In order to facilitate the description, particular fre* quencies have been assigned to the various transmitters and receivers of the transmitting and receiving units of the system but it should be understood that the assigned frequencies are merely exemplary and that other frequencies may be chosen, if desired. Briefly considered, the equipment provided at the center transmitting sta tion 12 comprises three different oscillators or exciters 15, 16 and 17 for developing signals having different frequencies. Thus, as is indicated in FIG. 2 the oscillator or exciter 15 develops a first fine position indicating signal of high stability having a frequency of 1798.000 kilocycles while the oscillator or exciter 16 develops a second, highly stable, fine position indicating signal having a frequency of 1772.000 kilocycles and the oscillator or exciter 17 develops an ambiguity resolution signal having a frequency of 1648.000 kilocycles. The output of the eXciters 15, 16 and 17 are respectively applied to gate circuits 18, 19 and 20 which are operated in sequence to apply the outputs of the three exciters in succession to an RF ampli. fier 14 for radiation from a transmitting antenna 21.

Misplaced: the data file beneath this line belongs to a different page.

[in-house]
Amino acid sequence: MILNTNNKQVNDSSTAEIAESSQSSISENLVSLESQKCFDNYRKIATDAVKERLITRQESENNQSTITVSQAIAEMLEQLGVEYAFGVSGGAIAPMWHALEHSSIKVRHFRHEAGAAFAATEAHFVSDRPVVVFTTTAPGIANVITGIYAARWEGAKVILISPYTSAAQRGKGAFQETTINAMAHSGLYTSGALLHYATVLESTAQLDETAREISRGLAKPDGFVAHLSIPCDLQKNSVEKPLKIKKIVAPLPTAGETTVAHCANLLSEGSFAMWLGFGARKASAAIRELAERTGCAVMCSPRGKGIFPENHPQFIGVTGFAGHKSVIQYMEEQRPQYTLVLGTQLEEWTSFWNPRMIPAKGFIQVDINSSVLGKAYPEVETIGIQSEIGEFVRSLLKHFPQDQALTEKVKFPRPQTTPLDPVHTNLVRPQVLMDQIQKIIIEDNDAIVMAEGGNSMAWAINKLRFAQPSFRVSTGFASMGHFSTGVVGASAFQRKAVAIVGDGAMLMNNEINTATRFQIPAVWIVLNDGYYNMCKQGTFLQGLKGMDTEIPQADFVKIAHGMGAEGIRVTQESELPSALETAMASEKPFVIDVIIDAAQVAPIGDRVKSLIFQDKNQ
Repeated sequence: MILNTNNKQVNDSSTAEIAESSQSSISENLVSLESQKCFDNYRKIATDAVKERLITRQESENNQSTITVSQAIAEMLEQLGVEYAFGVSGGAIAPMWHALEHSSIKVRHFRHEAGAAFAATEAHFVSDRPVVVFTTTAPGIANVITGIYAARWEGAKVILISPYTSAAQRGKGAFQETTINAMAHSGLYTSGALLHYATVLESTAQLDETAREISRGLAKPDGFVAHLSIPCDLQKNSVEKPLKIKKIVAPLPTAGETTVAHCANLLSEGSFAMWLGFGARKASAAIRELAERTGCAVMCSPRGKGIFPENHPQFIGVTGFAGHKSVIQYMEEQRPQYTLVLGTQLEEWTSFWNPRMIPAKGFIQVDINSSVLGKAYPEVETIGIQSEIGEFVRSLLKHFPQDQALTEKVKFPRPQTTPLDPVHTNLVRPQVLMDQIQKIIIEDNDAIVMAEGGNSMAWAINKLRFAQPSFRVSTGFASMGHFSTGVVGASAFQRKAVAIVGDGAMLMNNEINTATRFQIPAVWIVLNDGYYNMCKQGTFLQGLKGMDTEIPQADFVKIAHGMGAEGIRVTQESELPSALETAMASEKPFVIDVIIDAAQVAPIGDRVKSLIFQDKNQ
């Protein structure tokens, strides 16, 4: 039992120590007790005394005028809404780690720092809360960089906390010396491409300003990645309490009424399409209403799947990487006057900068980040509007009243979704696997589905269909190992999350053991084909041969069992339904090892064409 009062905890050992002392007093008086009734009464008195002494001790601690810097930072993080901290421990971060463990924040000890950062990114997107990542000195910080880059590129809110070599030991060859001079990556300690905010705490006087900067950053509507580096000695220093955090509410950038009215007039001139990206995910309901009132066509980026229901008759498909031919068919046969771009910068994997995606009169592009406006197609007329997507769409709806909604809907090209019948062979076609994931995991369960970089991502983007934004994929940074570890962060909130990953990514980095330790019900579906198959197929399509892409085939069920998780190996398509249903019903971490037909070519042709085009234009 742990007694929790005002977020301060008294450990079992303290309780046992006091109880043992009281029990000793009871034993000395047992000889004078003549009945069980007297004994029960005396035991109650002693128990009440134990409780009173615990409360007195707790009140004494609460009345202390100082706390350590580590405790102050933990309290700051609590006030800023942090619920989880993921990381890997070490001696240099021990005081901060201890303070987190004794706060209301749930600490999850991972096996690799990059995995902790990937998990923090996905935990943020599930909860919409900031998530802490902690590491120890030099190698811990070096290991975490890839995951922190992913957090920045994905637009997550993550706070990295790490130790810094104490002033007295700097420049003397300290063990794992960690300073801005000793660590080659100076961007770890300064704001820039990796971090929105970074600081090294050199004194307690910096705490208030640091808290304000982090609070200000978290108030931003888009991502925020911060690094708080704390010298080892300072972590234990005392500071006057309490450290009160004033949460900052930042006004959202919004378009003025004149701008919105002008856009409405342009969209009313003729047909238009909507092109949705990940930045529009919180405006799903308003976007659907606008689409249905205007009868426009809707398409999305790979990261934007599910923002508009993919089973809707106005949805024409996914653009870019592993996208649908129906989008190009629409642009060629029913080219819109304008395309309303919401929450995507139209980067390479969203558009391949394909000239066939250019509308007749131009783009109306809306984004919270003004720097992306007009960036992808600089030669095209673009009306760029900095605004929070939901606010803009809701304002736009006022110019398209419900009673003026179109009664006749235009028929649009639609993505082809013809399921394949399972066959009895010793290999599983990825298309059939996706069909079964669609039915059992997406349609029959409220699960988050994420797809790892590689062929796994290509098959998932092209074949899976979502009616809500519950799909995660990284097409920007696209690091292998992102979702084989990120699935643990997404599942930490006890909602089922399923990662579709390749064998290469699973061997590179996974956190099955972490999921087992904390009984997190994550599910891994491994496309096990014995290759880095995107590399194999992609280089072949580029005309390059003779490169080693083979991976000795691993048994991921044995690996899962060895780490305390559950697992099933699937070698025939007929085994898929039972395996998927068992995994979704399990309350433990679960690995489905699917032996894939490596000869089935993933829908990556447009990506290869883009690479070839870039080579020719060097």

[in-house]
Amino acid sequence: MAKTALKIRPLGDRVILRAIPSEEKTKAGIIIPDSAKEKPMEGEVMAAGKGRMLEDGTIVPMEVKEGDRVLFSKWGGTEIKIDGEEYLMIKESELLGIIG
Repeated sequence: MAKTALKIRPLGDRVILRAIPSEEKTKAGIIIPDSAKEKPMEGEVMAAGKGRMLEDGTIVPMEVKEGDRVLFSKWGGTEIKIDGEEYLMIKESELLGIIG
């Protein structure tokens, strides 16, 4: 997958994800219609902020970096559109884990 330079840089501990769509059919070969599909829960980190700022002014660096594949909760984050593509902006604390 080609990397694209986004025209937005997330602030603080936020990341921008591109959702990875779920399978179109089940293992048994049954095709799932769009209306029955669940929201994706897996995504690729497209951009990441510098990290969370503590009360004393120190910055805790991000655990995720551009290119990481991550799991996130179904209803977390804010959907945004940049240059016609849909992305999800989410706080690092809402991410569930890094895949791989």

Each of the gate circuits may be of any conventional type, for example, multivibrator controlled electronic switches or motor driven commutating switches operated at any desired rate. The switching rate should not be very high, however, in order to avoid the creation of frequent switching transient periods during which it is extremely difficult to obtain accurate position indications.

Preferably, the gate circuits are so operated that the gate is open for approximately one-half of each cycle of operation while the gate 18 is open for one-quarter of each cycle and the gate 19 is open for the next quarter of the cycle. A suitable switching rate is obtained if the total cycle is approximately one second in duration and, to facilitate the description, it will be assumed that the cycle begins with the opening of the gate 18 to apply the output of the exciter or oscillator 15 to the RF amplifier 14 during the first one-quarter second of each cycle whereupon the gate 18 closes and the gate 19 then opens in order to apply the output of the oscillator 16 to the RF amplifier during the second quarter cycle. At the end of the first half second the gate 19 closes and the gate 28 opens to apply the output of the oscillator 17 to the RF amplifier 14 for a full half second interval. Thus, the three signals developed by the oscillators 15, 16 and 17 are radiated from the antenna 21 in sequence during different intervals of each cycle.